Construction work: the canons of Indian law.

Author:Minzner, Max
Position::Case Note

Alaska v. Native Village of Venetie, 101 F.3d 1286 (9th Cir. 1996), cert. granted, 117 S. Ct. 2478 (1997).

Congressional pronouncements in the area of Indian law have often been both sweeping and contradictory.(1) To clear away some of the resulting confusion, the Supreme Court has adopted canons for construing these acts: Most importantly, ambiguous statutes and treaties are interpreted in favor of the tribes.(2) In Alaska v. Native Village of Venetie,(3) the Ninth Circuit applied this canon in interpreting the Alaska Native Claims Settlement Act (ANCSA),(4) determining that Alaska's native villages qualify as "Indian country."(5) This Case Note will show that the court's reliance(6) on the canon of construction was misplaced. The most consistent interpretation of recent Supreme Court precedent involving the canon indicates that it does not apply to the ANCSA.


In general, courts can either rely on canons of construction to determine cases or reject them by claiming that legislative intent is unambiguous.(7) The Supreme Court has taken both approaches with the canon favoring tribal litigants, producing a body of apparently inconsistent law(8) despite dicta asserting that the canon applies equally to all cases involving tribal litigants.(9)

Most of the major recent Supreme Court cases involving statutory analysis of Indian law, however, can be read consistently if the canon is interpreted to apply only when Congress acted in its role as tribal trustee.(10) The rationale for the canon, after all, arises from the trust relationship, as embodied in the conception that the federal government holds lands on behalf of the tribes and must manage these lands for the tribes' benefit.(11)

For example, in County of Yakima v. Confederated Tribes & Bands of the Yakima Indian Nation,(12) Congress had passed the relevant statute in its role as trustee, and the canon was strictly applied. The case involved a provision of the 1887 General Allotment Act (GAA),(13) which provided for the distribution of reservation lands to individual tribal members. Although Congress may not have been acting with the best interests of the tribes at heart,(14) it was still technically acting as trustee, because the federal government held the land in trust and Congress determined its distribution. The Court interpreted a GAA provision stipulating that, after the trust period expired, "all restriction as to sale, incumbrance, or taxation of [the] land shall be removed."(15) Holding initially that this provision meant what it said, the Court upheld the state's ad valorem tax on the land.(16) Subsequently, however, it applied the canon in finding that the statute did not allow an excise tax: "[O]ur choice between [two constructions] must be dictated by a principle deeply rooted in this Court's Indian jurisprudence: `Statutes are to be construed liberally in favor of the Indians, with ambiguous provisions interpreted to their benefit.'"(17)

Similarly, the Court gave the canon significant weight in construing a statute involving mineral development on tribal lands. Congress acted in its capacity as a trustee when it established rules to open Indian lands to non-Indian mining in 1891,(18) as well as when it modified those rules in 1924 and 1938.(19) The Court accordingly strictly applied the canon in Montana v. Blackfeet Tribe(20) when charged with deciding whether the 1924 provision permitting state taxation of the tribal royalties from the mineral leases survived the 1938 revisions. Even though neither the 1938 legislation nor its legislative history mentioned taxation,(21) the Court held that Congress's failure specifically to reauthorize taxation of tribal royalties prevented the state from taxing leases issued under the new statute. In reaching this conclusion, the Court repeatedly emphasized the canon, which appeared to be the determining factor in its decision.(22)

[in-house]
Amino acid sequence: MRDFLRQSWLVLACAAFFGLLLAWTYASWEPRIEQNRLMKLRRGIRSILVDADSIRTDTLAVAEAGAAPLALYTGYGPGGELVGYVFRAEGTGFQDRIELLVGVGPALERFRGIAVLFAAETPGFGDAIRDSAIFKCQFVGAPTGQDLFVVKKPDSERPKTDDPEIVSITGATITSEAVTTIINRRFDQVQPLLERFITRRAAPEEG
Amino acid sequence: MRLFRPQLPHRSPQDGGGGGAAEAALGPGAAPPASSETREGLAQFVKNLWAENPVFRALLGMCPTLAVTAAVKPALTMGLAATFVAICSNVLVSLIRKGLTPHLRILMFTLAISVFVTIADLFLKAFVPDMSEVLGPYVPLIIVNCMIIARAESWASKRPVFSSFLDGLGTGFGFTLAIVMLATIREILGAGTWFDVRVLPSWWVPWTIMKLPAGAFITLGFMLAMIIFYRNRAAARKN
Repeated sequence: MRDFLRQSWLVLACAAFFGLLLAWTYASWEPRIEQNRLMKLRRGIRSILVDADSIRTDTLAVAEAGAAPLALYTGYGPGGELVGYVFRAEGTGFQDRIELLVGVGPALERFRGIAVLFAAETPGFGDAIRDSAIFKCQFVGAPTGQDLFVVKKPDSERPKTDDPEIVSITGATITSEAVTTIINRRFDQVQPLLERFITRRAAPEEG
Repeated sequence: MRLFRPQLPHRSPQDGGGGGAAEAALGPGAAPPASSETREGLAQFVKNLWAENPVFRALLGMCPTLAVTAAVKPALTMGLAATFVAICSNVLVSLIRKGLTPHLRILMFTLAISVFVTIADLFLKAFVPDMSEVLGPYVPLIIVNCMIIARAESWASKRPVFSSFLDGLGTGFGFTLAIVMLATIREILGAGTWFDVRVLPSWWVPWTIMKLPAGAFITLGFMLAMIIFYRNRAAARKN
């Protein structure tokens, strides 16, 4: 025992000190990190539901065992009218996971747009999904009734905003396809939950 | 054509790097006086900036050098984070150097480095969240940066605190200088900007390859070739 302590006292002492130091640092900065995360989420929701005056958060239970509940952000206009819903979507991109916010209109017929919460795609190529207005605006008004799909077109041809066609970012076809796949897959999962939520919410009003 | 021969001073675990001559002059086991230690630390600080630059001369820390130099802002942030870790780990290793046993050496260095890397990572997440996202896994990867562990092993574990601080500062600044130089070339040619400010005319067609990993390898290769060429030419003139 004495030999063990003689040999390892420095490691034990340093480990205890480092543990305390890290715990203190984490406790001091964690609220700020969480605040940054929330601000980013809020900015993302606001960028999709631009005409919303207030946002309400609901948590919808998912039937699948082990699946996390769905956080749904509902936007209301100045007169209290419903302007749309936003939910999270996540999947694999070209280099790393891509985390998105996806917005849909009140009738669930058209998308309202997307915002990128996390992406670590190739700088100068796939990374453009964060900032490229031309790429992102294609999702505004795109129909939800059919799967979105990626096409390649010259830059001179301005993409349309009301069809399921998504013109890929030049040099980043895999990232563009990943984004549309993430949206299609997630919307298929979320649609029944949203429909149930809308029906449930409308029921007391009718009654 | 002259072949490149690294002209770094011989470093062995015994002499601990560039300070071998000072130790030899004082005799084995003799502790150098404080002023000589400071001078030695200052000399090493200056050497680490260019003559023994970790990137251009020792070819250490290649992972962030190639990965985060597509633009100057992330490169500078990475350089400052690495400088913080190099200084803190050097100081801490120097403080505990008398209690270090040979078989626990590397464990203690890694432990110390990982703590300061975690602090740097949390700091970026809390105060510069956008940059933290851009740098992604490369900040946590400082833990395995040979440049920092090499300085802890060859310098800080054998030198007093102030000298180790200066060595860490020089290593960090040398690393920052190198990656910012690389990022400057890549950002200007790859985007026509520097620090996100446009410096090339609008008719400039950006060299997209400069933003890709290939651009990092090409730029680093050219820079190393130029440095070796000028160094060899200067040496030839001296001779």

In contrast, when the Court has interpreted statutes passed outside the trust relationship, it has been less solicitous of the canon. The Court virtually ignored the canon, for example, when interpreting the Buy Indian Act(23) in Andrus v. Glover Construction Co.(24) Although Congress intended the statute to benefit tribes, it did not act as their representative; the legislation was primarily a jobs program.(25) The case involved a close and complex reading of the interplay of two statutes,(26) and thus would appear to have offered a perfect opportunity for the Court to use the canon of construction to avoid a knotty analytic problem. The Court dismissed the canon, however, with only a passing reference in the last sentence of its opinion.(27)

Nor was the trust relationship implicated when Congress "simply wished to build a dam."(28) Consequently the canon was not applied when Indian land was taken for that purpose.(29) In this instance, Congress was not acting as a tribal representative; the takings were effected as if the tribe had been a private individual. The Court therefore held that a clause of the statute providing that the land was open to public use abrogated the tribe's right to exclude non-Indians.(30) Although the majority opinion mentioned the canon,(31) strict application of it would have dictated the opposite result.

In sum, the cases illustrate a general, if unacknowledged, trend in recent opinions reinforcing the logic behind the canon's support of...

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